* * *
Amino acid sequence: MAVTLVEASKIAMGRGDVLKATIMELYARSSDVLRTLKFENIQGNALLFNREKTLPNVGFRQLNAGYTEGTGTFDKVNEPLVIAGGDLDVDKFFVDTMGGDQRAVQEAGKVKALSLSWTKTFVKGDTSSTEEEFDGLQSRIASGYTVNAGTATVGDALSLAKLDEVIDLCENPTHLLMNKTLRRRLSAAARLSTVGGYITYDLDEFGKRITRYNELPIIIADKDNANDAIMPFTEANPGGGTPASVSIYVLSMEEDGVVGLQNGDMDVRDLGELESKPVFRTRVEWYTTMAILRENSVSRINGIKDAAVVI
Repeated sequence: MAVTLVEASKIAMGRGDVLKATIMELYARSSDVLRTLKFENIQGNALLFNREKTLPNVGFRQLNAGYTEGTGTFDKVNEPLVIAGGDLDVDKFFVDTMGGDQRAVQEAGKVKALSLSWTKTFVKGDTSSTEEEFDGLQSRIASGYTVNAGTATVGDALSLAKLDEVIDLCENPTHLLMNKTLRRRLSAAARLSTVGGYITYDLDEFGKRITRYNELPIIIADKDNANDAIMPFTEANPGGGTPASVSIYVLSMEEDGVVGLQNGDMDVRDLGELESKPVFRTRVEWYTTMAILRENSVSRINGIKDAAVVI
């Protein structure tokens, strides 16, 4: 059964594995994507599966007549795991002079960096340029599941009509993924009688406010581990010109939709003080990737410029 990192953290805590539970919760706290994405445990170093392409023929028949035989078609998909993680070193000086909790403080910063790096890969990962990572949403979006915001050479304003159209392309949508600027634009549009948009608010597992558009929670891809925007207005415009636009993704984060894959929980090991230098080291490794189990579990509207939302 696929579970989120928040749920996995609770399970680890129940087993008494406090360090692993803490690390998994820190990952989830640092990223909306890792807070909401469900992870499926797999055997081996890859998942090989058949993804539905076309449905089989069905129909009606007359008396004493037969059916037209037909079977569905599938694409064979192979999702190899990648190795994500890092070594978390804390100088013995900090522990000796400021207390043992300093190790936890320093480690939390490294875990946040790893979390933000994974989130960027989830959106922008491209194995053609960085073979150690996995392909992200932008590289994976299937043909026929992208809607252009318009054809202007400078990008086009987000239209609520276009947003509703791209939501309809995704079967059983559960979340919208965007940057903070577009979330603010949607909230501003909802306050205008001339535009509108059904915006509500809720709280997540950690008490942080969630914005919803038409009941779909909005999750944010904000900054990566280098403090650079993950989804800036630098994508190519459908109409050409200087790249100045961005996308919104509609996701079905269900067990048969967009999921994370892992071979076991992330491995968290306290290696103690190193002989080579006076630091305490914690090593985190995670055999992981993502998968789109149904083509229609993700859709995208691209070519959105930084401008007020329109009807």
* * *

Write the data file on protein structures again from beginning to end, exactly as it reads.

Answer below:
Amino acid sequence: MAVTLVEASKIAMGRGDVLKATIMELYARSSDVLRTLKFENIQGNALLFNREKTLPNVGFRQLNAGYTEGTGTFDKVNEPLVIAGGDLDVDKFFVDTMGGDQRAVQEAGKVKALSLSWTKTFVKGDTSSTEEEFDGLQSRIASGYTVNAGTATVGDALSLAKLDEVIDLCENPTHLLMNKTLRRRLSAAARLSTVGGYITYDLDEFGKRITRYNELPIIIADKDNANDAIMPFTEANPGGGTPASVSIYVLSMEEDGVVGLQNGDMDVRDLGELESKPVFRTRVEWYTTMAILRENSVSRINGIKDAAVVI
Repeated sequence: MAVTLVEASKIAMGRGDVLKATIMELYARSSDVLRTLKFENIQGNALLFNREKTLPNVGFRQLNAGYTEGTGTFDKVNEPLVIAGGDLDVDKFFVDTMGGDQRAVQEAGKVKALSLSWTKTFVKGDTSSTEEEFDGLQSRIASGYTVNAGTATVGDALSLAKLDEVIDLCENPTHLLMNKTLRRRLSAAARLSTVGGYITYDLDEFGKRITRYNELPIIIADKDNANDAIMPFTEANPGGGTPASVSIYVLSMEEDGVVGLQNGDMDVRDLGELESKPVFRTRVEWYTTMAILRENSVSRINGIKDAAVVI
């Protein structure tokens, strides 16, 4: 059964594995994507599966007549795991002079960096340029599941009509993924009688406010581990010109939709003080990737410029 990192953290805590539970919760706290994405445990170093392409023929028949035989078609998909993680070193000086909790403080910063790096890969990962990572949403979006915001050479304003159209392309949508600027634009549009948009608010597992558009929670891809925007207005415009636009993704984060894959929980090991230098080291490794189990579990509207939302 696929579970989120928040749920996995609770399970680890129940087993008494406090360090692993803490690390998994820190990952989830640092990223909306890792807070909401469900992870499926797999055997081996890859998942090989058949993804539905076309449905089989069905129909009606007359008396004493037969059916037209037909079977569905599938694409064979192979999702190899990648190795994500890092070594978390804390100088013995900090522990000796400021207390043992300093190790936890320093480690939390490294875990946040790893979390933000994974989130960027989830959106922008491209194995053609960085073979150690996995392909992200932008590289994976299937043909026929992208809607252009318009054809202007400078990008086009987000239209609520276009947003509703791209939501309809995704079967059983559960979340919208965007940057903070577009979330603010949607909230501003909802306050205008001339535009509108059904915006509500809720709280997540950690008490942080969630914005919803038409009941779909909005999750944010904000900054990566280098403090650079993950989804800036630098994508190519459908109409050409200087790249100045961005996308919104509609996701079905269900067990048969967009999921994370892992071979076991992330491995968290306290290696103690190193002989080579006076630091305490914690090593985190995670055999992981993502998968789109149904083509229609993700859709995208691209070519959105930084401008007020329109009807």